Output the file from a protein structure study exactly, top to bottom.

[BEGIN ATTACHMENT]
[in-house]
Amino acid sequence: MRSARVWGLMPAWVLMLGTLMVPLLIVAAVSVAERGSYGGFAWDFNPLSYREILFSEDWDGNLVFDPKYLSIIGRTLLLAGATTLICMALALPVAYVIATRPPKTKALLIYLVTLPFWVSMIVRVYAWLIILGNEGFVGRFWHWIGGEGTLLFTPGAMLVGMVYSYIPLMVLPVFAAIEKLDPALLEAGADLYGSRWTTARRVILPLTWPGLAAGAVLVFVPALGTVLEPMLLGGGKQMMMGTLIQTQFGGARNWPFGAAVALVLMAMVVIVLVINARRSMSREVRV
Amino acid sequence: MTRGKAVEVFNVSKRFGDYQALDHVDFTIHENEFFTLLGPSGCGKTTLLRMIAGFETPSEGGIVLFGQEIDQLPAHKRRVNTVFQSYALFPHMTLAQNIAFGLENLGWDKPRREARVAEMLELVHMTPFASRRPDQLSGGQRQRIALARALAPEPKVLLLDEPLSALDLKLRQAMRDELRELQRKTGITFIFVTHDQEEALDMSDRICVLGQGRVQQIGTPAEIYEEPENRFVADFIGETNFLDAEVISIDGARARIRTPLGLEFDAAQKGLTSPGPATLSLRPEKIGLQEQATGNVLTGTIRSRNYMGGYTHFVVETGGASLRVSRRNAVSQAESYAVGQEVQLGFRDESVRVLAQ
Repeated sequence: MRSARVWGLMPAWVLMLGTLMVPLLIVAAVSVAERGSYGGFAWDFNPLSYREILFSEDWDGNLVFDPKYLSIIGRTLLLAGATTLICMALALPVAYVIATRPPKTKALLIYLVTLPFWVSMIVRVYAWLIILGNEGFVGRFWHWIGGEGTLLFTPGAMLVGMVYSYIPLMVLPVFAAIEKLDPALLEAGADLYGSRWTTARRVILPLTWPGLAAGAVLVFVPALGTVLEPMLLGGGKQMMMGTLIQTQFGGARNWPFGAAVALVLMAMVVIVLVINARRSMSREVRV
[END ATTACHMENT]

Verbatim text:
[in-house]
Amino acid sequence: MRSARVWGLMPAWVLMLGTLMVPLLIVAAVSVAERGSYGGFAWDFNPLSYREILFSEDWDGNLVFDPKYLSIIGRTLLLAGATTLICMALALPVAYVIATRPPKTKALLIYLVTLPFWVSMIVRVYAWLIILGNEGFVGRFWHWIGGEGTLLFTPGAMLVGMVYSYIPLMVLPVFAAIEKLDPALLEAGADLYGSRWTTARRVILPLTWPGLAAGAVLVFVPALGTVLEPMLLGGGKQMMMGTLIQTQFGGARNWPFGAAVALVLMAMVVIVLVINARRSMSREVRV
Amino acid sequence: MTRGKAVEVFNVSKRFGDYQALDHVDFTIHENEFFTLLGPSGCGKTTLLRMIAGFETPSEGGIVLFGQEIDQLPAHKRRVNTVFQSYALFPHMTLAQNIAFGLENLGWDKPRREARVAEMLELVHMTPFASRRPDQLSGGQRQRIALARALAPEPKVLLLDEPLSALDLKLRQAMRDELRELQRKTGITFIFVTHDQEEALDMSDRICVLGQGRVQQIGTPAEIYEEPENRFVADFIGETNFLDAEVISIDGARARIRTPLGLEFDAAQKGLTSPGPATLSLRPEKIGLQEQATGNVLTGTIRSRNYMGGYTHFVVETGGASLRVSRRNAVSQAESYAVGQEVQLGFRDESVRVLAQ
Repeated sequence: MRSARVWGLMPAWVLMLGTLMVPLLIVAAVSVAERGSYGGFAWDFNPLSYREILFSEDWDGNLVFDPKYLSIIGRTLLLAGATTLICMALALPVAYVIATRPPKTKALLIYLVTLPFWVSMIVRVYAWLIILGNEGFVGRFWHWIGGEGTLLFTPGAMLVGMVYSYIPLMVLPVFAAIEKLDPALLEAGADLYGSRWTTARRVILPLTWPGLAAGAVLVFVPALGTVLEPMLLGGGKQMMMGTLIQTQFGGARNWPFGAAVALVLMAMVVIVLVINARRSMSREVRV